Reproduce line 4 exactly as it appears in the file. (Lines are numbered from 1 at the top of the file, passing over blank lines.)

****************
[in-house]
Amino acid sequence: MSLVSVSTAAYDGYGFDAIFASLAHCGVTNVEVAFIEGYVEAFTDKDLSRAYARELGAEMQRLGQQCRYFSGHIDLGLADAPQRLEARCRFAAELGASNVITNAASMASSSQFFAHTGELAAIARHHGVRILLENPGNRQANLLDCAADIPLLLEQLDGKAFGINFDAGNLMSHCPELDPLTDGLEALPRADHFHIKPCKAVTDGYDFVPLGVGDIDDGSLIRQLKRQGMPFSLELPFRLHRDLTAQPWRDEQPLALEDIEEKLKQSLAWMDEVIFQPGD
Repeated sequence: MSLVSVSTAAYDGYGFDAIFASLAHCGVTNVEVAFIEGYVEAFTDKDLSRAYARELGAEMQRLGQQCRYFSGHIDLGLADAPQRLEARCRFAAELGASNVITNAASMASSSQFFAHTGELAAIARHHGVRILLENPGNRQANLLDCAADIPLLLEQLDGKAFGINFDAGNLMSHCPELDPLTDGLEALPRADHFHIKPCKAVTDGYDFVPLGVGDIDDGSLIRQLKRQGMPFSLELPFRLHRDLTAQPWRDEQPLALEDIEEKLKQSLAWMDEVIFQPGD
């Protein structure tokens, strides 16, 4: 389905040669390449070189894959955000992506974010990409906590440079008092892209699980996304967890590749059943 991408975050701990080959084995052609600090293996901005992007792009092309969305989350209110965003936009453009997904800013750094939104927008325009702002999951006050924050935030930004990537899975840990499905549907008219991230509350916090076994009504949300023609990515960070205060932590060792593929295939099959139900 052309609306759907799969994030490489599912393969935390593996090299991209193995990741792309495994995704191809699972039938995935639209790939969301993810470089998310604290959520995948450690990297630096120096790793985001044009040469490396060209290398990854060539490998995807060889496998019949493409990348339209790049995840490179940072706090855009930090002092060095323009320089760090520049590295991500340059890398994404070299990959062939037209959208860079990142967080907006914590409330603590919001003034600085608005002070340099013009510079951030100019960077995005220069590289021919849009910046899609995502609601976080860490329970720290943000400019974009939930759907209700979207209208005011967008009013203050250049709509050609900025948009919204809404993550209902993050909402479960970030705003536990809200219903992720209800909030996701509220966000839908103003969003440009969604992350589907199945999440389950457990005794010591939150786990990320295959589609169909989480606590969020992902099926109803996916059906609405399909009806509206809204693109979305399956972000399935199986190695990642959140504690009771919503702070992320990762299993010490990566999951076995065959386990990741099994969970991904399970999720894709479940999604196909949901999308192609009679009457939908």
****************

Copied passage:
């Protein structure tokens, strides 16, 4: 389905040669390449070189894959955000992506974010990409906590440079008092892209699980996304967890590749059943 991408975050701990080959084995052609600090293996901005992007792009092309969305989350209110965003936009453009997904800013750094939104927008325009702002999951006050924050935030930004990537899975840990499905549907008219991230509350916090076994009504949300023609990515960070205060932590060792593929295939099959139900 052309609306759907799969994030490489599912393969935390593996090299991209193995990741792309495994995704191809699972039938995935639209790939969301993810470089998310604290959520995948450690990297630096120096790793985001044009040469490396060209290398990854060539490998995807060889496998019949493409990348339209790049995840490179940072706090855009930090002092060095323009320089760090520049590295991500340059890398994404070299990959062939037209959208860079990142967080907006914590409330603590919001003034600085608005002070340099013009510079951030100019960077995005220069590289021919849009910046899609995502609601976080860490329970720290943000400019974009939930759907209700979207209208005011967008009013203050250049709509050609900025948009919204809404993550209902993050909402479960970030705003536990809200219903992720209800909030996701509220966000839908103003969003440009969604992350589907199945999440389950457990005794010591939150786990990320295959589609169909989480606590969020992902099926109803996916059906609405399909009806509206809204693109979305399956972000399935199986190695990642959140504690009771919503702070992320990762299993010490990566999951076995065959386990990741099994969970991904399970999720894709479940999604196909949901999308192609009679009457939908």